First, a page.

The Daily Gamecock

Column: USC strives to improve healthcare and education in rural communities in SC and beyond

USC is dedicated to helping the rural population of South Carolina and the U.S. as a whole. USC has faculty that are improving the lives of people living in these rural areas, specifically in healthcare and STEM education access. 

Over 27% of South Carolina's population lives in rural areas, and about 20% of those people live in poverty. Every day, there are around 112 people in rural communities who receive medical services they cannot pay for. 

USC's Rural and Minority Health Research Center has existed for the past seven years. It has funded and created initiatives that benefit the health outcomes of people living in rural South Carolina. The center currently has 50 to 70 funded projects across the state. 

According to Rural Health Information Hub, "Rural risk factors for health disparities include geographic isolation, lower socioeconomic status, higher rates of health risk behaviors, limited access to healthcare specialists and subspecialists, and limited job opportunities."  

The faculty of USC have tried to address these healthcare disparities through their research, and have come up with multiple creative ways to help solve the lack of healthcare access in rural communities. 

Dr. Kevin Bennett is the director of the Rural and Minority Health Research Center.

He said one of the biggest issues regarding rural populations' access to healthcare is the need to travel to cities to receive the care they need. The center aims to counter these disadvantages by funding opportunities for specialists and subspecialists to go to their communities. Their other goals include providing more telehealth appointments, creating a network of healthcare workers to offer expertise and investing in community resources. 

Bennett said by funding these specialists to provide care i
n these communities instead of having patients travels hundreds of miles, patients save valuable time and money. By having more telehealth appointments,  LGBTQ+ patients can seek health without being stigmatized, especially in communities that condemn them. Having more telehealth options help these patients feel more comfortable talking about their health issues. 

Some patients may need constant care from specialists, in which case having specialists travel once in a while to their rural area doesn't help resolve the issues these patients face. But this is still a good step in providing more healthcare in rural South Carolina.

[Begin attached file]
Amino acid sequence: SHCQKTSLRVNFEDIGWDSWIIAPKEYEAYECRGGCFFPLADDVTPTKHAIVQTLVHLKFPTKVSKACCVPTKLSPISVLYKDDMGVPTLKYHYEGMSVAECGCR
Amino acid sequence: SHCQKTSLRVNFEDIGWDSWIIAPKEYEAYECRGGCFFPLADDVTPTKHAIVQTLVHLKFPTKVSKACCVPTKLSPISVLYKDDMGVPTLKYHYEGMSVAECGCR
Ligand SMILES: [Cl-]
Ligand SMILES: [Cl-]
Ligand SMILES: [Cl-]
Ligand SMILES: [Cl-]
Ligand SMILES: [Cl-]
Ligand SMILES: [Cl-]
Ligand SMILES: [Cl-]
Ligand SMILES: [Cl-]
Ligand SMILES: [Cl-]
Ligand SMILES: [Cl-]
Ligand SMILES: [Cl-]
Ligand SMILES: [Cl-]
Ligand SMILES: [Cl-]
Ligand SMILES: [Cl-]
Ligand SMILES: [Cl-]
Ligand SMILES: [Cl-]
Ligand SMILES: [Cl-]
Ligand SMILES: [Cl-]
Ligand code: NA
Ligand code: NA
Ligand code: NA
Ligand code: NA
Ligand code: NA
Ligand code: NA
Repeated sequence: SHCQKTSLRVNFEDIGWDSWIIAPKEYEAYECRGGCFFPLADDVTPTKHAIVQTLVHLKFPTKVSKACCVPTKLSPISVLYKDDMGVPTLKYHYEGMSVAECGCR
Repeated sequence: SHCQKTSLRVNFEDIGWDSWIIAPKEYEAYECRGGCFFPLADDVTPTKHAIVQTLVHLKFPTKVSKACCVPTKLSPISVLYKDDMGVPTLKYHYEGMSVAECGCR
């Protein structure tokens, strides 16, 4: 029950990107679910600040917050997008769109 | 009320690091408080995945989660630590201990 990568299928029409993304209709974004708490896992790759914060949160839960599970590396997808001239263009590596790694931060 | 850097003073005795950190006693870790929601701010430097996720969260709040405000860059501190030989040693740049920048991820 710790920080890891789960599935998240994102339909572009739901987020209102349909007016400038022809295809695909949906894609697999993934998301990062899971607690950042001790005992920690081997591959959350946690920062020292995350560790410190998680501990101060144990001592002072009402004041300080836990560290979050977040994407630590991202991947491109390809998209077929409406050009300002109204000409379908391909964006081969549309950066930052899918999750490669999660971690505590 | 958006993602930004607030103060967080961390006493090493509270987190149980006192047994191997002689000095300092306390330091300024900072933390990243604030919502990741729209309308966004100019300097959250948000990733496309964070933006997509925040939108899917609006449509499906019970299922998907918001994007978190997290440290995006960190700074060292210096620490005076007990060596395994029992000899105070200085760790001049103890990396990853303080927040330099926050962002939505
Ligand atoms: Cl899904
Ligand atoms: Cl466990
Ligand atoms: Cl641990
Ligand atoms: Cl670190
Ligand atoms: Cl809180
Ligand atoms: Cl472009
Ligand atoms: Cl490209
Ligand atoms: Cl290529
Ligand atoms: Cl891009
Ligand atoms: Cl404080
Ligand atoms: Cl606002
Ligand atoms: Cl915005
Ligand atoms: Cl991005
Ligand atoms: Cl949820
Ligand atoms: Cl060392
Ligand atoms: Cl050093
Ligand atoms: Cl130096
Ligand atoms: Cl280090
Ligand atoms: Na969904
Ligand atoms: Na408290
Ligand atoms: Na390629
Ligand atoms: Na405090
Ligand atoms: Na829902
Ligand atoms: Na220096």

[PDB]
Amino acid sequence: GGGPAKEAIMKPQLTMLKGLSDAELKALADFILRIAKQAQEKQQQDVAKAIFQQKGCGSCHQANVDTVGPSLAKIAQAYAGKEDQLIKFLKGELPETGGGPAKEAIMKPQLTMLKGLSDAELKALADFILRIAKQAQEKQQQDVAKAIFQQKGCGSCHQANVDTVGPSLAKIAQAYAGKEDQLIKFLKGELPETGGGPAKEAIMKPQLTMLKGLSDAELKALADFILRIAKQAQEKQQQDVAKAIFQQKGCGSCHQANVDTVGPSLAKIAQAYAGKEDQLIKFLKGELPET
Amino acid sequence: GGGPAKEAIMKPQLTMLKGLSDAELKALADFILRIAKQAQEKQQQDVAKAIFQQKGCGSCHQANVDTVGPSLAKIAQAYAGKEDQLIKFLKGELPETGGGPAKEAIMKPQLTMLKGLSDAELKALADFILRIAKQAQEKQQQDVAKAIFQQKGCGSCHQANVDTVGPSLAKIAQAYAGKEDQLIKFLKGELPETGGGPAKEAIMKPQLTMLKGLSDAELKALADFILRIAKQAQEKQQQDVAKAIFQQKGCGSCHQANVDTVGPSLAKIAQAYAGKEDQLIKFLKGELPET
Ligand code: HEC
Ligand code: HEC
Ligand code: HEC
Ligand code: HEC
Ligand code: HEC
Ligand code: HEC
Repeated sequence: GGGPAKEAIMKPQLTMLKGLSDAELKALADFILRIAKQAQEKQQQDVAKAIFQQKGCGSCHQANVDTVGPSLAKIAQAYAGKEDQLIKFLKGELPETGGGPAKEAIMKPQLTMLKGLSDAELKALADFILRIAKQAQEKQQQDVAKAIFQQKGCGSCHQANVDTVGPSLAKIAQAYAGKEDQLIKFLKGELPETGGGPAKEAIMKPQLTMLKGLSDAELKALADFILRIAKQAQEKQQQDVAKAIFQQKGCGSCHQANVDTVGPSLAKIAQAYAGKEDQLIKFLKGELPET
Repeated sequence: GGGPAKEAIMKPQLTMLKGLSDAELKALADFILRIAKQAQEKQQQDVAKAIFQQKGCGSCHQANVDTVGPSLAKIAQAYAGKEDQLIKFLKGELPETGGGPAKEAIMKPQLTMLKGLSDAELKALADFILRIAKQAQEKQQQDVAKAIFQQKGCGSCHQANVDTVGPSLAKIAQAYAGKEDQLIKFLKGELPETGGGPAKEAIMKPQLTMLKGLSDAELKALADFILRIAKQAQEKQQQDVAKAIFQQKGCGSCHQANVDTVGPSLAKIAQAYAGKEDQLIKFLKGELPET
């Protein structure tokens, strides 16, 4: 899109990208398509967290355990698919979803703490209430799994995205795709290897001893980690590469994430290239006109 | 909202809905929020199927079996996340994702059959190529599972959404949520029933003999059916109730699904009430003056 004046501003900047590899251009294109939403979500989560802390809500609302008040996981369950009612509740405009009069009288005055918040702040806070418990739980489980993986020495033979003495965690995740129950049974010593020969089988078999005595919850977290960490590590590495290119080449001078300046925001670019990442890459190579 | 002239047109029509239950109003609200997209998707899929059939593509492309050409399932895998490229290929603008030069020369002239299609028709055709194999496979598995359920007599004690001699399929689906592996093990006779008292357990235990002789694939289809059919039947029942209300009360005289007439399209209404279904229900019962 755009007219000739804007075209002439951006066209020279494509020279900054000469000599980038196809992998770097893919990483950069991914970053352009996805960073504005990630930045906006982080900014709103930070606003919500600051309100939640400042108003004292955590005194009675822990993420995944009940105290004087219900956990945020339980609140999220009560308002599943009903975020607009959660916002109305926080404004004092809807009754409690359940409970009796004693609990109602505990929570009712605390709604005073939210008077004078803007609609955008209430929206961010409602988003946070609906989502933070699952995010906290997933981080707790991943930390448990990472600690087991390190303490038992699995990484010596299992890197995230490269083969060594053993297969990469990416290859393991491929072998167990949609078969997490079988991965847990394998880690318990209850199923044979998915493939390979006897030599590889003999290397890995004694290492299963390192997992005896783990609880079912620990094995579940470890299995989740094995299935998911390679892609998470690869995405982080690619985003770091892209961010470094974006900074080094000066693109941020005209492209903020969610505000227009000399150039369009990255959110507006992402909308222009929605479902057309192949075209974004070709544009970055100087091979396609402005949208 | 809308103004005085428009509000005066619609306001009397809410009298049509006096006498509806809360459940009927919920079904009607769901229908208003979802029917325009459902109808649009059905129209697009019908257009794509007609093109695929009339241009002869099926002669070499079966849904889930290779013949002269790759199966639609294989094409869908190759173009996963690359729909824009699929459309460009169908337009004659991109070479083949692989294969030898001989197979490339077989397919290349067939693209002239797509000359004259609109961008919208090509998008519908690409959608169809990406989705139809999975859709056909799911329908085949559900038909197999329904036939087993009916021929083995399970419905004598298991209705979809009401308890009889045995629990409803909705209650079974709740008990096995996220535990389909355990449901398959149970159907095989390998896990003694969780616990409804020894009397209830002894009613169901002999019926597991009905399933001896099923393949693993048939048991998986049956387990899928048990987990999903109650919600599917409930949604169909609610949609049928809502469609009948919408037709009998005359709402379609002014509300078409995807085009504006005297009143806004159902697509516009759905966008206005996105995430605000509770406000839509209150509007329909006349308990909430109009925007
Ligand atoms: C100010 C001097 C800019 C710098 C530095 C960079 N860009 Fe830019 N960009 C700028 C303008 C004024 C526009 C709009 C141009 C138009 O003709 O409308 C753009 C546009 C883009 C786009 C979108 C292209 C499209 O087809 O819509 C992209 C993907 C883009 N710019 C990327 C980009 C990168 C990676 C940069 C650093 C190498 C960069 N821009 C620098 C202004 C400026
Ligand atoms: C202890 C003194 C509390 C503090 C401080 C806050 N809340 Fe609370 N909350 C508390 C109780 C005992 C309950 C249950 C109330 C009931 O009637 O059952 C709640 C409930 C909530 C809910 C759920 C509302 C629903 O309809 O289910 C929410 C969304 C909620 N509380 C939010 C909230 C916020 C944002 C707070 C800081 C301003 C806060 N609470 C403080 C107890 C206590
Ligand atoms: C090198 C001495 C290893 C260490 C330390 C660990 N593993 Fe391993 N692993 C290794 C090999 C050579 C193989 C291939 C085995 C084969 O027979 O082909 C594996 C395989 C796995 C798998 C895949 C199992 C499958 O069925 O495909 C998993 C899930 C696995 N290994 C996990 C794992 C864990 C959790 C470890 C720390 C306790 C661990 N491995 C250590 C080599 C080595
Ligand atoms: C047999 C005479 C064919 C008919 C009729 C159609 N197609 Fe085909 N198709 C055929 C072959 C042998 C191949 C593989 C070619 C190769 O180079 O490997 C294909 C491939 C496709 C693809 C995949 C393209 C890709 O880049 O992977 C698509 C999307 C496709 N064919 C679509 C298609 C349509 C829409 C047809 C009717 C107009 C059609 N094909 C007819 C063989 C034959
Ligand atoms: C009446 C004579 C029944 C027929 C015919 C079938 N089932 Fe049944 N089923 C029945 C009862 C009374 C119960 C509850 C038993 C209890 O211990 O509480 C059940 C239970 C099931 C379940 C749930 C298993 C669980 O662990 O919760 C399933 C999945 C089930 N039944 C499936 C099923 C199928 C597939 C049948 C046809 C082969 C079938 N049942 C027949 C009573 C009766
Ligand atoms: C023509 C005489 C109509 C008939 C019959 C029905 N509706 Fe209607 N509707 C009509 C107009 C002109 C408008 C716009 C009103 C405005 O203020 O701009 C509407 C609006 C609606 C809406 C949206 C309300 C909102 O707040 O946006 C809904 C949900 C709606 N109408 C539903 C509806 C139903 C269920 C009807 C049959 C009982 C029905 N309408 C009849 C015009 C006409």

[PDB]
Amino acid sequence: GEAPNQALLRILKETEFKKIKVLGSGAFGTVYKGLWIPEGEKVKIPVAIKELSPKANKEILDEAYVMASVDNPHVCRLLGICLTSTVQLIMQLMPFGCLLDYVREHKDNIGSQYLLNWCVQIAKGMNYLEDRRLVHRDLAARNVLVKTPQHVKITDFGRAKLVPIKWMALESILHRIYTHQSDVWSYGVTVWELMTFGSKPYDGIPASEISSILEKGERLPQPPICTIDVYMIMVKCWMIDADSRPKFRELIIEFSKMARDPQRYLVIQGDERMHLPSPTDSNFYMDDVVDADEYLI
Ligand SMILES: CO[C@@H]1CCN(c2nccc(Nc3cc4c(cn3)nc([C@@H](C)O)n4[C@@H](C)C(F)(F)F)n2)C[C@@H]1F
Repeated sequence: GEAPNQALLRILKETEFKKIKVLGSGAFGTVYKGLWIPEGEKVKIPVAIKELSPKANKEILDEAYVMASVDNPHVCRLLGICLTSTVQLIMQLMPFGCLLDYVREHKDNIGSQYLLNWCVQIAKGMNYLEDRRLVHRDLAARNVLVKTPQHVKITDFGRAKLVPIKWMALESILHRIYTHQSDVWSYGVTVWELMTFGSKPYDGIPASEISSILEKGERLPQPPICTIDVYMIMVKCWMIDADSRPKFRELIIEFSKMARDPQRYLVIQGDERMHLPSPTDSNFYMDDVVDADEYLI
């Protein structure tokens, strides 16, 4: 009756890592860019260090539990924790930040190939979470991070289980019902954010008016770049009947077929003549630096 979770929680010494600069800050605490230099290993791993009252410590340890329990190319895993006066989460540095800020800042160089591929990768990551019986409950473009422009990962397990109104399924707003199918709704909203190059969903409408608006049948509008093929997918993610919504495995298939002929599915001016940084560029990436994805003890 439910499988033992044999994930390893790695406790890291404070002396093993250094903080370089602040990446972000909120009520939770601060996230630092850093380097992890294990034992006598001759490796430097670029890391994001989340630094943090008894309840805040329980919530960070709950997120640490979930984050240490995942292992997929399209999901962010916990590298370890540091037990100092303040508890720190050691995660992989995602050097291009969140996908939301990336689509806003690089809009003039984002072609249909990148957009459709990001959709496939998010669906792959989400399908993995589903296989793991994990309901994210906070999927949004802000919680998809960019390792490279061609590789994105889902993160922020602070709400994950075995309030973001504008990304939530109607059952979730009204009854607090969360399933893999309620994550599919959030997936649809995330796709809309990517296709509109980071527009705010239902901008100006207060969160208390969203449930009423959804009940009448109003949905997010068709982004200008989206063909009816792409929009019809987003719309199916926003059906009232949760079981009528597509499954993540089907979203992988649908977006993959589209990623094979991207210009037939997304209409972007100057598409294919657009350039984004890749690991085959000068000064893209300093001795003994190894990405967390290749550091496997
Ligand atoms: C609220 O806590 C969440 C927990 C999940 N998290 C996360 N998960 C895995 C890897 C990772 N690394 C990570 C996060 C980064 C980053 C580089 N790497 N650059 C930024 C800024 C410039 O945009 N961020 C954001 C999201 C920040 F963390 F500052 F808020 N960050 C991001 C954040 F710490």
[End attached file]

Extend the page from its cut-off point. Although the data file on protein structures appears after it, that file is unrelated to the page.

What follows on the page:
The center also uses a video conferencing software called Project ECHO, which connects healthcare workers with various peers from across the state. It allows a physician in a rural community who needs some expertise on a subject to contact experts in that field within the state. 

The center has committed massive amounts of time and money to improving the health outcomes in South Carolina. From the projects that are funded to the initiatives that are created, the center is making rural South Carolina more equitable. 

"There's a real sense of identity and pride in these places. I think they are very, very creative and very resilient, and they do a lot with a lot less. So I think that what I am trying to do is to elevate our rural places in the sense of elevating and amplifying what they're already doing," Bennett said.


The faculty and staff at USC dedicate their time and efforts to researching what more can be done for these communities. These USC members have been able to assess the lack of certain resources and provide innovative ways to improve the livelihoods of individuals living in rural communities. 

In addition to improving the health of all South Carolina citizens, the faculty of USC want to improve the research being done on how STEM subjects are taught in rural areas to students at all levels of education, throughout the nation. Through a program called IMMERSE, these members seek to improve the STEM education taught in schools in rural communities. The program emerged from USC's Institute for Rural Education and Development which focuses on early exposure to STEM education for rural students.

Matt Irvin is a team member of the IMMERSE program and the director of the Child Development Research Center. This center was developed from USC's College of Education and helps address the needs of children at risk for school failure.

Irvin said he and his colleagues felt there was a lack of clear definitions on the concepts surrounding rural STEM education research. They took it upon themselves to create a program that would educate researchers across the country and help them improve the communities where these researchers work. 

The IMMERSE program hasa cohort of students each year, and they offer modules the researchers can learn from. The participants also receive mentoring from  team members to help them write grants and write research proposals.

Through this program, the team members are able to address the lack of knowledge in the field of rural STEM education and use their expertise to teach researchers across the nation about this subject. 

Although USC hasn't been able to alleviate all the healthcare and education disparities that rural areas face, they are doing their best to research and fund programs that will provide fruitful results. 

With the different centers and programs that aim to help rural communities, USC strives to be a leader in rural research. The emphasis that the faculty members put on improving the lives of rural populations shows the care they have for these communities. 


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